A report, that was published this week reveals that foreign ownership of office space in London’s Square Mile has rose dramatically since the 1980s. The new report which examines shifts in ownership and usage between 1973 and 2011 also shows that, despite the fall in capital values in the aftermath of the global financial crisis, London remains an attractive location for commercial property investors.
The research conducted by Cambridge University’s Department of Land Economy shows that in 1980 92% of City of London offices were in UK ownership. This figure falls steadily up until the deregulation of the financial markets in the mid-1980s then gathers pace with UK ownership down to 79% by the end of the decade. In 2000 this had fallen yet again to 65% with today’s figure dropping below 50% for the first time. This means foreign investors now own 44 million square feet of office space in the city.
Landmark city buildings now in overseas ownership include the Lloyds Building which is now owned by Commmerzbank, Bishop’s Square by JP Morgan and the Gherkin which belongs to German fund IVG Immobilien. In fact German investors lead the field among foreign owners with 16% of city offices followed by the US with 10%. Middle Eastern ownership has also risen but still accounts for only 6% while Japanese ownership has fallen slightly. All in all since 2003 foreign investors have spent more than £26 billion on commercial property the Square Mile.
This figure represents by far the biggest worldwide investment, making London the premier destination for office investment ahead of New York, Paris and Frankfurt. The report warns that this concentration could make London vulnerable to the type of capital flight caused in the US by the volatility of the financial markets but so far there is no evidence of this. On the contrary overseas investors have increased their ownership of city offices since the 2008 crisis accounting for 66% of acquisitions in this period.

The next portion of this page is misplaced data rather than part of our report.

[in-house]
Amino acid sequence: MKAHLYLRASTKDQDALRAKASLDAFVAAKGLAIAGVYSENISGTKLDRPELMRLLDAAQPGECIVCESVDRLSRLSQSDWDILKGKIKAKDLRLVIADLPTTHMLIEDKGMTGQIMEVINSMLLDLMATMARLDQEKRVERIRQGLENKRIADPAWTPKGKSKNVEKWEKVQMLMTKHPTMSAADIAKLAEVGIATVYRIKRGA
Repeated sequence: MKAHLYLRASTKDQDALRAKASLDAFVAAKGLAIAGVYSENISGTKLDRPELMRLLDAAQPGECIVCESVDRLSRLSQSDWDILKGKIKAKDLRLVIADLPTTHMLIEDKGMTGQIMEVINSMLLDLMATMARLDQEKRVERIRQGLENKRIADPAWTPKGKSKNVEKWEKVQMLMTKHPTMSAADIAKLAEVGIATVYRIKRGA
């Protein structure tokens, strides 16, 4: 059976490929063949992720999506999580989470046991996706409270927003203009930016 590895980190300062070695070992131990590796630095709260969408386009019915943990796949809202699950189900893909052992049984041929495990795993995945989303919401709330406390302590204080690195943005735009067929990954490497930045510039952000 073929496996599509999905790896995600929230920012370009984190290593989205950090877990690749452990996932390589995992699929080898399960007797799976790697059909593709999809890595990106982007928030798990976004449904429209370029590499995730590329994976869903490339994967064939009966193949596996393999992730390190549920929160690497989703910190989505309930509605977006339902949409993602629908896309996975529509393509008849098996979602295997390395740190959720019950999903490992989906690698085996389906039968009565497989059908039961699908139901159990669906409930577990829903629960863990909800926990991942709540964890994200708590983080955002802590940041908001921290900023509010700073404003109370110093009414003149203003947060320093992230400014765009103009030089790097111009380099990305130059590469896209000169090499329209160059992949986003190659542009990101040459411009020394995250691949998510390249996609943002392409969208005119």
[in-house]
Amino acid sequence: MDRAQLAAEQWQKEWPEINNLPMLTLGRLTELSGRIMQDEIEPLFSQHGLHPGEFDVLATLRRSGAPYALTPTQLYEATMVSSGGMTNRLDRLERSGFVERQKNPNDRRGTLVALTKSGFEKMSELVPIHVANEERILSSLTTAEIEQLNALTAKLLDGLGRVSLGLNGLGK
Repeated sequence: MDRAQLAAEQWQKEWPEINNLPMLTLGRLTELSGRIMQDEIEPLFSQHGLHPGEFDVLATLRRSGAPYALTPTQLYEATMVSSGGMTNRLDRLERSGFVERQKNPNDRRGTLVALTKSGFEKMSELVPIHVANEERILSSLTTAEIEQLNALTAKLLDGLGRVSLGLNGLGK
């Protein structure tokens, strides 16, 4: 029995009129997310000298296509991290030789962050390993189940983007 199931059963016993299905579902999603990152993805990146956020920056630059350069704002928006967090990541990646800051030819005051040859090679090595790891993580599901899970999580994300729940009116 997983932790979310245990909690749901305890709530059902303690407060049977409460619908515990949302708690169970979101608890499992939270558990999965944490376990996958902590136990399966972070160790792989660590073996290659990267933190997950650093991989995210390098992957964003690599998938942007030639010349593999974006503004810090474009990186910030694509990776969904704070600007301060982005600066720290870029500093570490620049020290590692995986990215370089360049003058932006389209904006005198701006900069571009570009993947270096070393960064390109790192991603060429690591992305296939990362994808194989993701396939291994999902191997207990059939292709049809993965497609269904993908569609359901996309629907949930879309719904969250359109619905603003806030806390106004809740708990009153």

The report also reveals that office usage has progressively shifted along with ownership as the Square Mile has become more finance focussed. Today 41% of floor space is occupied by firms in the finance, insurance and real estate sectors and 57% by financial and business service companies. There has also been a rise in individual ownership of commercial property with 6% now in the hands of private investors.
Professor Colin Lizieri who worked on the report says London is seen as a safe market by foreign investors: “The very scale of the city’s office market attracts foreign investors. They feel they will be able to realise their capital in the future, confident that there will be purchasers for their buildings,” he said this week.
Development Securities Chief Executive Michael Marx agrees, telling the Telegraph that foreign investors have stimulated the liquidity of the commercial property market in the city. He concludes by saying: “It could be argued that these overseas investors, now in the majority, are critical to future values in the city. The question is will the level of foreign ownership continue to rise dramatically?”